Music collection - How to lend out music?

Talk with other teachers, exchange tips, participate in polls regarding a teaching studio business

Postby Dr. John Zeigler - PEP Ed » Fri Nov 09, 2007 8:53 am

Becibu wrote:I dont know if the copyright law is 'international' but a friend of mine (in Australia) told me that as long as it is for personal use then its ok ...

Copyright laws are international. Those in Australia are very similar to the U.S. and Canada. Most countries subscribe to the international copyright conventions, but they are intentionally unenforced in a few countries (most notably, China, though there are other examples).

Generally speaking, your friend is incorrect and it could cost you a lot of money of you act on that error!

If you already own a copyrighted work on which you have paid royalties (through the purchase price) and you copy it for personal use (as a backup, for example), that would probably be considered a fair use by a court. If you own a copy and make copies for others, that would, most probably, violate the copyright. If you don't own a copy and copy it, you're almost certainly in violation of copyright law and it will cost you immense amounts of money, if the copyright holder decides to make an example of you. In the U.S. (Australia is similar), a registered copyright holder is entitled to compensatory damages, statutory damages and payment of all his attorney fees by a copyright infringer. This can easily run to hundreds of thousands of dollars!!!

You may have heard that record companies in the U.S. (among others) have been threatening copyright suits against teenagers here for making or distributing MP3's of CD works, even though they bought copies of the CD's. Basically, the teenager (or his parents) ends up having to pay thousands of dollars to settle the cases, since a trial would be FAR more costly. Similarly, it has become difficult to get MIDI sequences of works outside the public domain, because music publishers have been enforcing their copyrights against those who do sequences, arguing that the the sequencer must pay license fees for use of the music. Even some public domain works have become problematic in this regard, because of copyrighted editions thereof.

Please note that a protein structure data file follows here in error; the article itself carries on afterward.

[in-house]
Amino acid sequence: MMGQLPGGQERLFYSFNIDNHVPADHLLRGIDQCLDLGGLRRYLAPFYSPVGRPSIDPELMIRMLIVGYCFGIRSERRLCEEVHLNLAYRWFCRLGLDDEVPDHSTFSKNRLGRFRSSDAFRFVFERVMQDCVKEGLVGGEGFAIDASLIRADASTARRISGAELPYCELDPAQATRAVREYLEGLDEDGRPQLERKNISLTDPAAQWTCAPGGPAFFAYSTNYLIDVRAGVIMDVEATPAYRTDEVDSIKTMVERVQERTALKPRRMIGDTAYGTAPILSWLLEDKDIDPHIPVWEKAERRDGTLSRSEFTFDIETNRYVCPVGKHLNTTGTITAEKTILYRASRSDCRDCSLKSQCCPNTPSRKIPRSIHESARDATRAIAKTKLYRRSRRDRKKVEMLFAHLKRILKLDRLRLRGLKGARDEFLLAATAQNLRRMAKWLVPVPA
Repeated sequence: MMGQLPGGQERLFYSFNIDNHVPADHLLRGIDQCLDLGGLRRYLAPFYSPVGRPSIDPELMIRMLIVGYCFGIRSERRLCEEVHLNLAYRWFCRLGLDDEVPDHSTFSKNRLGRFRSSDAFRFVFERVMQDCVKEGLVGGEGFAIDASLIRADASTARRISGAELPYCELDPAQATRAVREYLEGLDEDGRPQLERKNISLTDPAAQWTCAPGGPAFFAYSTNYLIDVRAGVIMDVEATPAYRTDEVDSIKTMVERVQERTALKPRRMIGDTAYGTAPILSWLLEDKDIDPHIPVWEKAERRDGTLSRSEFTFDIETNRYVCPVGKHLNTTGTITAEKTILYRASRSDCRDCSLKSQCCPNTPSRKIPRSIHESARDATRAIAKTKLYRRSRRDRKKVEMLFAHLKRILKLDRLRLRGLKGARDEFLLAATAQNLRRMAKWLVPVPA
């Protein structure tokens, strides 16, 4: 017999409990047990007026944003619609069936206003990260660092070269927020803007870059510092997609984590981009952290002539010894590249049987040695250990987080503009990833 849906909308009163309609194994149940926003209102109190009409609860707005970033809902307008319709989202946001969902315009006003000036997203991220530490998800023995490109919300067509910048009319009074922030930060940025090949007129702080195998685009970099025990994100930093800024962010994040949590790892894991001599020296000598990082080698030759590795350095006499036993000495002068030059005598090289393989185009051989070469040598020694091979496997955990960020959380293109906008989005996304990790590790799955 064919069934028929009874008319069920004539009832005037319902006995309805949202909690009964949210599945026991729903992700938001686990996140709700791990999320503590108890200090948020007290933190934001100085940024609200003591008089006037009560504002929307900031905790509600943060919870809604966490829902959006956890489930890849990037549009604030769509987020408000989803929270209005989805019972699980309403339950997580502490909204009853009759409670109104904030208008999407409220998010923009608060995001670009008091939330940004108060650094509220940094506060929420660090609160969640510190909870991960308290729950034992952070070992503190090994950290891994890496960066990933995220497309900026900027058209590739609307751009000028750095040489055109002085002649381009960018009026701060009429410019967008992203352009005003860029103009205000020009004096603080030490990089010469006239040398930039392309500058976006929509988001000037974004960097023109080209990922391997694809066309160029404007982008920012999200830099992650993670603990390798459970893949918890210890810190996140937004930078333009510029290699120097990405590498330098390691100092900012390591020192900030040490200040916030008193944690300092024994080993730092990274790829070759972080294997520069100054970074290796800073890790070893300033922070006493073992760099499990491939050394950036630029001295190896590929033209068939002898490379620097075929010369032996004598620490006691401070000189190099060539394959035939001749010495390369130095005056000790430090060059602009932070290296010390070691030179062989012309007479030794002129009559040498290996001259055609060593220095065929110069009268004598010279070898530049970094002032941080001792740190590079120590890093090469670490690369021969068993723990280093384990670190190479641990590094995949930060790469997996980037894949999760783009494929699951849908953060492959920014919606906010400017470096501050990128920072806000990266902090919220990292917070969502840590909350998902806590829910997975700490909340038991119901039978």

Anyway, this is a big topic, so I'll stop here. :)




Edited By Dr. John Zeigler - PEP Editor on 1194620108
All religions, arts and sciences are branches of the same tree. All these aspirations are directed toward ennobling man's life, lifting it from the sphere of mere physical existence and leading the individual towards freedom. - Albert Einstein
User avatar
Dr. John Zeigler - PEP Ed
Site Admin
 
Posts: 994
Joined: Sun Jun 08, 2003 6:46 pm
Location: Rio Rancho, NM USA

Postby Tranquillo » Fri Nov 09, 2007 3:07 pm

WOW! thanks I'll keep that in mind!
Music is organised sound
User avatar
Tranquillo
 
Posts: 465
Joined: Wed Sep 05, 2007 11:43 pm

Postby Stretto » Sat Nov 10, 2007 8:09 pm

For those of you who are students whose teachers loan you additional music, does it make a difference to you in how interested you are in learning it if it is loaned vs. if it were your own personal music?

For example, I loan students fun, extra pieces so I can give them more things they know and would like to play without asking parents to buy so many books but I wonder if students might be less interested in learning a song if it is from a book they know they are not going to keep. Sometimes I tell a student, if they like the book and want to do more songs I can get them their own copy and have their parents reimburse me. Sometimes if a student really learns a piece well from that was borrowed and it becomes a favorite for them, I let them keep the piece or book of it was only $5.00 or $6.00 or less to start with. It sort of bothers me for them to learn a piece and really love it and I take the book back, they can't play it anymore unless they got their own copy. Anyway, just wondered if it makes a difference to any of you borrowing a piece. Of course, it's a good way to test a lot of different pieces and try a lot more variety of songs out than you otherwise might be able to. Have you ever purchased the music or had your teacher get you your own copy after having borrowed a piece and decided you really liked it?




Edited By Stretto on 1194746997
Stretto
 
Posts: 745
Joined: Mon May 16, 2005 10:34 pm
Location: Mo.

Postby Tranquillo » Thu Dec 06, 2007 3:53 am